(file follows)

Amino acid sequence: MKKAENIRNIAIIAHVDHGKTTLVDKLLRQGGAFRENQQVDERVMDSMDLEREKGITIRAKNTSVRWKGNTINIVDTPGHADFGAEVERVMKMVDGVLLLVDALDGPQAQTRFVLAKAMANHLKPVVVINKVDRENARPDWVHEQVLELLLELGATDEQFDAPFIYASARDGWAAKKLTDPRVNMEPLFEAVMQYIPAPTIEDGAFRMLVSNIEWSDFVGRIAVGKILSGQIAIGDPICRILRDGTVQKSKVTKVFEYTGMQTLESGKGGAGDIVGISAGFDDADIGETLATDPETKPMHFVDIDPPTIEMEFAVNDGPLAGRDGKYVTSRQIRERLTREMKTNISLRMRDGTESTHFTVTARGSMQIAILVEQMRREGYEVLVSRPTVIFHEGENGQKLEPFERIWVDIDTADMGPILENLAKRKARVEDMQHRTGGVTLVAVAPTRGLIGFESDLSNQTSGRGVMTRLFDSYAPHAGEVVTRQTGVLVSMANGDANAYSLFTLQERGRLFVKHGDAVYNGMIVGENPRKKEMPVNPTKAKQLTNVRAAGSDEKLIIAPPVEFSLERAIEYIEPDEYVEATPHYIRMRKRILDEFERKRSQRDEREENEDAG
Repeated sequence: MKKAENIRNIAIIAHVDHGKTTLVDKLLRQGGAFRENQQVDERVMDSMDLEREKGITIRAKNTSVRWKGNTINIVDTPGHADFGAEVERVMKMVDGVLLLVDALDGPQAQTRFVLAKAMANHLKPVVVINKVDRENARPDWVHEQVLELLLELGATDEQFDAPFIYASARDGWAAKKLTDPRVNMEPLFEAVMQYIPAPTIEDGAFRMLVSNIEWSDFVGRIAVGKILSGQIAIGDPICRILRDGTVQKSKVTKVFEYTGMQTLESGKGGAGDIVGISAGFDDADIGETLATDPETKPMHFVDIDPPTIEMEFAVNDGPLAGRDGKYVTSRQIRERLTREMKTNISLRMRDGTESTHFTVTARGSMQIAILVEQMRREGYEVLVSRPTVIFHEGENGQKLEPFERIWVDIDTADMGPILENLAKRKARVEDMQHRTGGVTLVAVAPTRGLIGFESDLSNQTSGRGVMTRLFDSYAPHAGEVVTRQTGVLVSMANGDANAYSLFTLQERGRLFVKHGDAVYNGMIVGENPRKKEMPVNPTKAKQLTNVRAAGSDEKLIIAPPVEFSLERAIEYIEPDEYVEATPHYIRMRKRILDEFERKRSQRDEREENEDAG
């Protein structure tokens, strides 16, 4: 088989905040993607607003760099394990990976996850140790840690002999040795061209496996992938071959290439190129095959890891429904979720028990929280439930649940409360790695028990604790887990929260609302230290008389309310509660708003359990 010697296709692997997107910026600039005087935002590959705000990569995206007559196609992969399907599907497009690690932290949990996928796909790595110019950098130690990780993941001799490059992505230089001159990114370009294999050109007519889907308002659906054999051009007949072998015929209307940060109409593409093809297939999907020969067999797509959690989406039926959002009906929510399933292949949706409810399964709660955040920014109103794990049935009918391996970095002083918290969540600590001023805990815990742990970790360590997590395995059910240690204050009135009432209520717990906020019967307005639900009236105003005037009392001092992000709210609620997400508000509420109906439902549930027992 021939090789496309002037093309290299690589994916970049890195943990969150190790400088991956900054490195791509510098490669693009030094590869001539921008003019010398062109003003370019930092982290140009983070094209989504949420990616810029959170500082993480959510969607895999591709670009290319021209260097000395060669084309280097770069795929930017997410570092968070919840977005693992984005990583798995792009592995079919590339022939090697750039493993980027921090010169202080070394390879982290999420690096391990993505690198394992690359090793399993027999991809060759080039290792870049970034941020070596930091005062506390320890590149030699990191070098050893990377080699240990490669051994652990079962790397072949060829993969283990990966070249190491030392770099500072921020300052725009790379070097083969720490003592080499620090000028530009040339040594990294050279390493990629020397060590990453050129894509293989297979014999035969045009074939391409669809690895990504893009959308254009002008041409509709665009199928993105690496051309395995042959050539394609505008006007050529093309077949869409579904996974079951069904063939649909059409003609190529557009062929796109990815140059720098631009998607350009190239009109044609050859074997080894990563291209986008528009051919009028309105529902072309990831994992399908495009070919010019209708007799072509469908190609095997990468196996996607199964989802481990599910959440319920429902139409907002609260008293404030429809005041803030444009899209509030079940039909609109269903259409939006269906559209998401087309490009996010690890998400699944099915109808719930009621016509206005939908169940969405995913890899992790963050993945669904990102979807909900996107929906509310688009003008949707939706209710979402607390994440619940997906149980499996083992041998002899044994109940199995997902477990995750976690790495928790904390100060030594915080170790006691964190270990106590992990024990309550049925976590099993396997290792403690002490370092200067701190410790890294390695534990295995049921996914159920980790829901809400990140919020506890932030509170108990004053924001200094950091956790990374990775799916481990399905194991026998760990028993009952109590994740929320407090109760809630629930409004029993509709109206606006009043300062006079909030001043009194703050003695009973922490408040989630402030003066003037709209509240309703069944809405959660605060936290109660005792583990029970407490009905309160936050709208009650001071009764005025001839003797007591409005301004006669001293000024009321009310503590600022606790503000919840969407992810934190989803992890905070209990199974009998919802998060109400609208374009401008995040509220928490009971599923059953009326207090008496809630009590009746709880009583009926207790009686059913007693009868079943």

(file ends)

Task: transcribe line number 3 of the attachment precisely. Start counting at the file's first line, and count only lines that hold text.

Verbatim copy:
């Protein structure tokens, strides 16, 4: 088989905040993607607003760099394990990976996850140790840690002999040795061209496996992938071959290439190129095959890891429904979720028990929280439930649940409360790695028990604790887990929260609302230290008389309310509660708003359990 010697296709692997997107910026600039005087935002590959705000990569995206007559196609992969399907599907497009690690932290949990996928796909790595110019950098130690990780993941001799490059992505230089001159990114370009294999050109007519889907308002659906054999051009007949072998015929209307940060109409593409093809297939999907020969067999797509959690989406039926959002009906929510399933292949949706409810399964709660955040920014109103794990049935009918391996970095002083918290969540600590001023805990815990742990970790360590997590395995059910240690204050009135009432209520717990906020019967307005639900009236105003005037009392001092992000709210609620997400508000509420109906439902549930027992 021939090789496309002037093309290299690589994916970049890195943990969150190790400088991956900054490195791509510098490669693009030094590869001539921008003019010398062109003003370019930092982290140009983070094209989504949420990616810029959170500082993480959510969607895999591709670009290319021209260097000395060669084309280097770069795929930017997410570092968070919840977005693992984005990583798995792009592995079919590339022939090697750039493993980027921090010169202080070394390879982290999420690096391990993505690198394992690359090793399993027999991809060759080039290792870049970034941020070596930091005062506390320890590149030699990191070098050893990377080699240990490669051994652990079962790397072949060829993969283990990966070249190491030392770099500072921020300052725009790379070097083969720490003592080499620090000028530009040339040594990294050279390493990629020397060590990453050129894509293989297979014999035969045009074939391409669809690895990504893009959308254009002008041409509709665009199928993105690496051309395995042959050539394609505008006007050529093309077949869409579904996974079951069904063939649909059409003609190529557009062929796109990815140059720098631009998607350009190239009109044609050859074997080894990563291209986008528009051919009028309105529902072309990831994992399908495009070919010019209708007799072509469908190609095997990468196996996607199964989802481990599910959440319920429902139409907002609260008293404030429809005041803030444009899209509030079940039909609109269903259409939006269906559209998401087309490009996010690890998400699944099915109808719930009621016509206005939908169940969405995913890899992790963050993945669904990102979807909900996107929906509310688009003008949707939706209710979402607390994440619940997906149980499996083992041998002899044994109940199995997902477990995750976690790495928790904390100060030594915080170790006691964190270990106590992990024990309550049925976590099993396997290792403690002490370092200067701190410790890294390695534990295995049921996914159920980790829901809400990140919020506890932030509170108990004053924001200094950091956790990374990775799916481990399905194991026998760990028993009952109590994740929320407090109760809630629930409004029993509709109206606006009043300062006079909030001043009194703050003695009973922490408040989630402030003066003037709209509240309703069944809405959660605060936290109660005792583990029970407490009905309160936050709208009650001071009764005025001839003797007591409005301004006669001293000024009321009310503590600022606790503000919840969407992810934190989803992890905070209990199974009998919802998060109400609208374009401008995040509220928490009971599923059953009326207090008496809630009590009746709880009583009926207790009686059913007693009868079943």